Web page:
“Self-care, brown-skinned girls and releasing your inner youngster,” “How to be bossy with style and grace,” “Goal setting for the upcoming semester” and “Defining healthful sexual and romantic relationships” are 4 of the nine workshops Creating Ourselves via Sisterhood and Service held throughout their annual mental well being summit on Friday and Saturday.
BOSS is a student-run organization at Cornell that facilitates peer mentorship and service amongst girls of colour, fostering impactful social interactions.
Lasting two days, this year’s mental well being summit kicked off with a self-care and spa bonding occasion on March 24. The second day involved a mental well being summit occasion on March 25, with the theme “Connecting Inside and Beyond.” By way of this theme, BOSS aimed to encourage mindfulness and cultivate a space for girls of colour to really feel heard and observed.
Advertising meditation and bonding, the conference featured a fireside panel and a series of nine workshops facilitated by students and mental well being pros.
The summit keynote speaker was Freddie Ransome, a creator, net character, occasion curator, DJ and Buzzfeed video producer. Ransome shared her experiences of dealing with imposter syndrome, what she hopes to get out of her profession and the influence she aspires to have on the music market.
“The imposter syndrome has been actual, specially due to the fact I have constructed my profession mainly about content material creation,” Ransome stated. “I do not want persons to assume I am just becoming an Instagram DJ or an influencer DJ. I want persons to know that I respect the craft. I practice so substantially and want to be respected in this space.”
Ransome also discussed her efforts to sustain her mental well being as her profession has shifted.
“I assume my mental well being is in a great spot ideal now, due to the fact I have created some difficult, scary choices — like leaving my 4-year-old management group,” Ransome stated. “Also, becoming conscious of the corporation I maintain will lead to my all round achievement. I like great power. I appreciate to be held accountable, and I want any person in my corner to be like, you got this.”
Summit co-chair Kelli Williams ’24 commented on BOSS’s speaker choice procedure.
“[When selecting potential speakers and facilitators], we attempt to assume who could speak to and connect the theme in special strategies,” Williams stated. “For instance, we [had] Jakara Zellner ’23 speaking about nature in terms of mental well being and how that connection would operate. Then, we [had] mental well being pros who did a panel speaking about mental well being and gave abilities and sources to the students, due to the fact often it [can feel] inaccessible.”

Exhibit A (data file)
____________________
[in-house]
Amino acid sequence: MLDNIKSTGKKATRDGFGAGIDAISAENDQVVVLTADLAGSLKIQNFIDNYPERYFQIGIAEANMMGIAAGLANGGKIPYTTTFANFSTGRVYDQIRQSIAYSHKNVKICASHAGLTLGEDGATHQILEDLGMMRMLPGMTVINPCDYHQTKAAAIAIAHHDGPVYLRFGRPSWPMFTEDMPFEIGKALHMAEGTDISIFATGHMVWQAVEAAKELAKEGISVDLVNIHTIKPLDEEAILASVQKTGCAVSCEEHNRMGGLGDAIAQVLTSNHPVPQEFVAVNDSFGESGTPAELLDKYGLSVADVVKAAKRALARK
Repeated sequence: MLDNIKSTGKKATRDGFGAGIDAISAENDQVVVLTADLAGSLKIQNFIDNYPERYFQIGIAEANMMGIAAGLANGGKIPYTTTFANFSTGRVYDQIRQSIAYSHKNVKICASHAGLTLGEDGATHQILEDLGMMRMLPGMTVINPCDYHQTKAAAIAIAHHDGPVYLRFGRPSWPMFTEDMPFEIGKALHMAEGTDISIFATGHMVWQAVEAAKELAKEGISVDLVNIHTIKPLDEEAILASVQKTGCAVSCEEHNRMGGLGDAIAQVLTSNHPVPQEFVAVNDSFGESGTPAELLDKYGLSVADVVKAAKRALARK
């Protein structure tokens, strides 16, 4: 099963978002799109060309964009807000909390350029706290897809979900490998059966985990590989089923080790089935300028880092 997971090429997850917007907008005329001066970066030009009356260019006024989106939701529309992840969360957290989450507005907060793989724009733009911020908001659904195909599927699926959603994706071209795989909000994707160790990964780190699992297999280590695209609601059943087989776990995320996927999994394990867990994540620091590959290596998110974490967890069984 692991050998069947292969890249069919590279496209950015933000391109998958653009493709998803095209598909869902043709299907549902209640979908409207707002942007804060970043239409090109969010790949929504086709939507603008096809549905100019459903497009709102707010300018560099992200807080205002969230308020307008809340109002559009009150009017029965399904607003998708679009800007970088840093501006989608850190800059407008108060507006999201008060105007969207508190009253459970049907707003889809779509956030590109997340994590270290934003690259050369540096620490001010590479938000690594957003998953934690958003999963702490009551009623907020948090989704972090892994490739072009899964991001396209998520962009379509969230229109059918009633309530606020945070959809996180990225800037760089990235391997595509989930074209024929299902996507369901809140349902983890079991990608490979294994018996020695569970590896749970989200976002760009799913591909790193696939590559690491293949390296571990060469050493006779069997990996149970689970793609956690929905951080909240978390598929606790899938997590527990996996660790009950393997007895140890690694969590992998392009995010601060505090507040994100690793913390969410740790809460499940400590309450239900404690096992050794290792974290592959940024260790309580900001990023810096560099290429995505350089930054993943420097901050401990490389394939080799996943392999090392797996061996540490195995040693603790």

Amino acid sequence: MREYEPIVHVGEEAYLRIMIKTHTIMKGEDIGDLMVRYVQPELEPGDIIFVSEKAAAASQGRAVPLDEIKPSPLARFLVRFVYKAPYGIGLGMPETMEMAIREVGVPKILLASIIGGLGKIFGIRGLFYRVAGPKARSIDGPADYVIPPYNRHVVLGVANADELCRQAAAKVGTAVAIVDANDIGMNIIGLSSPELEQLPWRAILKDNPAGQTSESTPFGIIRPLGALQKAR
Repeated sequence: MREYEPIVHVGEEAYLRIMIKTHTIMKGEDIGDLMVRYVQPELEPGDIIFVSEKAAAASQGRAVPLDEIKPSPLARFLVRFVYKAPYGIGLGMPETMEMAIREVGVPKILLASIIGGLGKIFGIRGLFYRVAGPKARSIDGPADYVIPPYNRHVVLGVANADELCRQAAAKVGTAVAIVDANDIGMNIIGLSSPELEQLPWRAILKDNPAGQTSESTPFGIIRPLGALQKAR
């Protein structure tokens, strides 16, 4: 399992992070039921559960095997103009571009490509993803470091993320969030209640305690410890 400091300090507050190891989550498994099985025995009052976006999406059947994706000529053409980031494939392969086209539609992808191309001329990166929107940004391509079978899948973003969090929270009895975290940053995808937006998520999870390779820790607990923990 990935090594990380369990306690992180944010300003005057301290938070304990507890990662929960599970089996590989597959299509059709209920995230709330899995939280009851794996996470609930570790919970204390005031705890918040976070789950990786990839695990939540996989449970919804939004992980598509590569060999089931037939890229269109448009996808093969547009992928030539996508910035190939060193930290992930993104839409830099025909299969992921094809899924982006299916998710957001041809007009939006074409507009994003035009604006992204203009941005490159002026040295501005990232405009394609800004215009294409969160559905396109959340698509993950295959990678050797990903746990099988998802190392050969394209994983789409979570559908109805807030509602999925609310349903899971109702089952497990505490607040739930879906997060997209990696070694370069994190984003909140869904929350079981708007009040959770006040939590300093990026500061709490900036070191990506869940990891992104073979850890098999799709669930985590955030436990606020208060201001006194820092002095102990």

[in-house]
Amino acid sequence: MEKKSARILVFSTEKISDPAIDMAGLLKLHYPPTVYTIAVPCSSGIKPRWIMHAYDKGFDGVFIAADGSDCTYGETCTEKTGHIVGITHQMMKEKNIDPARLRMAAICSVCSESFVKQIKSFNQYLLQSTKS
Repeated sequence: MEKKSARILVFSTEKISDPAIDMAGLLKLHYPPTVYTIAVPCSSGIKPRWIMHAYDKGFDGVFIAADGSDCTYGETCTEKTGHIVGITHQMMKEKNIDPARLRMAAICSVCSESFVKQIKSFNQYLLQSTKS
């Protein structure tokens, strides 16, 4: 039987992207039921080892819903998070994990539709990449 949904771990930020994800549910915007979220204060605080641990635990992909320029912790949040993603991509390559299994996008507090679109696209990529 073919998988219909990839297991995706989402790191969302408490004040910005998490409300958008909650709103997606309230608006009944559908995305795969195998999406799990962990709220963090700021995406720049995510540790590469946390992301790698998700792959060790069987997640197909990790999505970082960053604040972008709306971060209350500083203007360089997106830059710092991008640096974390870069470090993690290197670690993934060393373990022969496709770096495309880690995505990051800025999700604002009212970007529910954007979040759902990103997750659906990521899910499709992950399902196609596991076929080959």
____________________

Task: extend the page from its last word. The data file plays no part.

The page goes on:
Simone Regis ’25, one particular of the workshop coordinators, described the connections she forged with her fellow summit planners.
“We have formed some good bonds. …. You connect with persons when you are building issues collectively,” Regis stated. “I felt like I was connecting inside and beyond although placing all of this collectively.”
Summit attendees Kassidy Scott ’26 and Abbie Jobe ’26 felt that the workshops helped them to greater recognize their mental well being.
Jobe stated the workshop led by student facilitator Rumbidzai Mangwende ’24 helped her recognize the value of staying organized and balanced.
“[Mangwende] discussed how organization is crucial and provides you stability. When you really feel steady, you can plug into exactly where you are lacking and make strategies of building balance,” Jobe stated. “If you do not know exactly where you are falling due to the fact you are not organized, how do you know how to increase?”
Scott similarly spoke extremely of the summit sessions, which she stated permitted her to recognize the value of self-care.
“[I] discovered how to apply what I discovered at the summit] to my life, my inner life and … my relationships,” Scott stated. “Overall, this summit taught me how to take care of myself as a Black lady and how to shield my mental well being and my mental spaces.”
Erica Yirenkyi ’25 is a Sun employees writer and can be reached at [email protected]